Niggles Getting Back Into Training? 5 Stretches We Love! Part 1
So much of what we do as physiotherapists is working with our patients to fix their specific problem (or problems!) This ranges from rehabilitating after an Anterior Cruciate Ligament (ACL) reconstruction, sorting out a kinked neck after a bad nights sleep, all the way to managing Plantar Fasciitis. The list is honestly endless!
With the “weirdness of the world” over the last few months though (and now gyms are returning to normal action) we thought it would be cool to provide some common stretches that are a bit more general in nature. These are for those niggling little tight areas that are troubling you, but you may not necessarily feel as though you need to seek out a physiotherapy appointment.
A great rule of thumb is if something musculoskeletal is bothering you for MORE than 4-7 days (whether this is associated with exercise or not), then you should get it checked out. Often these sort of problems manifest and get worse from there and lead to further issues, often a full blown injury.
In that little 4-7 day window though, try one of the following stretches that might be appropriate for you and it might be possible you can manage the problem without our help.
Special shoutout to Matt from Fit180 Sandgate for being such a fantastic model!
1. Rolling your foot with a Footeez
- Foot pain
- Arch discomfort
- Calf pain
- Achilles niggle
- Back of leg tightness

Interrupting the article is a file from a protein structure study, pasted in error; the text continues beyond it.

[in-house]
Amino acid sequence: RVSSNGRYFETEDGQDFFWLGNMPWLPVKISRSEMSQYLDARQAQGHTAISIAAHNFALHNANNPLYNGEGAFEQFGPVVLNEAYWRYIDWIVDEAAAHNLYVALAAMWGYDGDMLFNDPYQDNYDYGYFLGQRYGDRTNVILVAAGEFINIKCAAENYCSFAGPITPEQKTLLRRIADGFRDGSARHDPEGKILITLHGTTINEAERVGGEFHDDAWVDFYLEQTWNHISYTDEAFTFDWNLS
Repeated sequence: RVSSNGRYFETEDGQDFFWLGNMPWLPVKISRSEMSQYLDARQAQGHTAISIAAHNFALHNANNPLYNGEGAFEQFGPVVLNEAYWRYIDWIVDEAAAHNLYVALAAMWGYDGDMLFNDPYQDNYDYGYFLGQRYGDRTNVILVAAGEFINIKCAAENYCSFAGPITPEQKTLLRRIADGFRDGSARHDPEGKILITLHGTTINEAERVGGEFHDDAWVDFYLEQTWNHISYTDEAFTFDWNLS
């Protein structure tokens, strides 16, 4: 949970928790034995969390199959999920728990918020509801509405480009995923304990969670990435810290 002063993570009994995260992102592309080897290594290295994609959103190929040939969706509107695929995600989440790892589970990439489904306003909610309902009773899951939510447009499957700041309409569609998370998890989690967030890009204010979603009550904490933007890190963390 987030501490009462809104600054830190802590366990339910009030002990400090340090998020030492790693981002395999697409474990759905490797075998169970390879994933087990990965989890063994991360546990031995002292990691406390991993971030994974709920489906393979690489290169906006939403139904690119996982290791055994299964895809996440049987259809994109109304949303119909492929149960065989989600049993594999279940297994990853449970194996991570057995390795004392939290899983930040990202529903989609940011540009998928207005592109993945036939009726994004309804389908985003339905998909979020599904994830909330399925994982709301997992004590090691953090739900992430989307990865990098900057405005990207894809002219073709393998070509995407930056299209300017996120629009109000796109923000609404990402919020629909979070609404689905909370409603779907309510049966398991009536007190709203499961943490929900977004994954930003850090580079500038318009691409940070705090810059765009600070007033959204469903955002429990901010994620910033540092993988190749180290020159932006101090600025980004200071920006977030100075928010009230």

Okay so this isn’t technically a stretch but rolling out the bottom of your feet feels great and can help ease general foot and calf/leg soreness. If you don’t have a Footeez then try a tennis ball or whatever your heart desires.
1-2 minutes for each foot, 1-2 times per day MAXIMUM
- Rolling too hard
- Rolling a foot that is more than a 4/10 pain
- Previous history of Plantar Fasciitis
If any of these “caution” markers are applicable to you for any of these stretches recommended, you should see a physio and it is not appropriate to follow a generalised routine like the one outlined.
2. Lumbar Lock Rotation
- Neck pain
- Mid-back tightness
- Lower back pain
- Stiff feeling through sternum/rib/abdominal area
- Prolonged sitting/office workers
- Poor posture
Because your hips and knees are flexed, all the movement happens at the THORACIC part of your spine which is primarily responsible for rotation through our spine. So many of us are commonly tight in this area because in this modern society… we simply don’t rotate enough! It’s not ideal to go from sitting and NOT rotating to rotating (++) in the gym or any other facet of your life, this one fills the gap!
2-4 sets or 10 repetitions on each side, at least once per day. Great to do before activity.
- If there is nerve pain in the arms and legs associated with your symptoms
- You are in more than 4/10 pain
- You have a previous spine pathology
- You get pain in your knees or hip when you adopt the position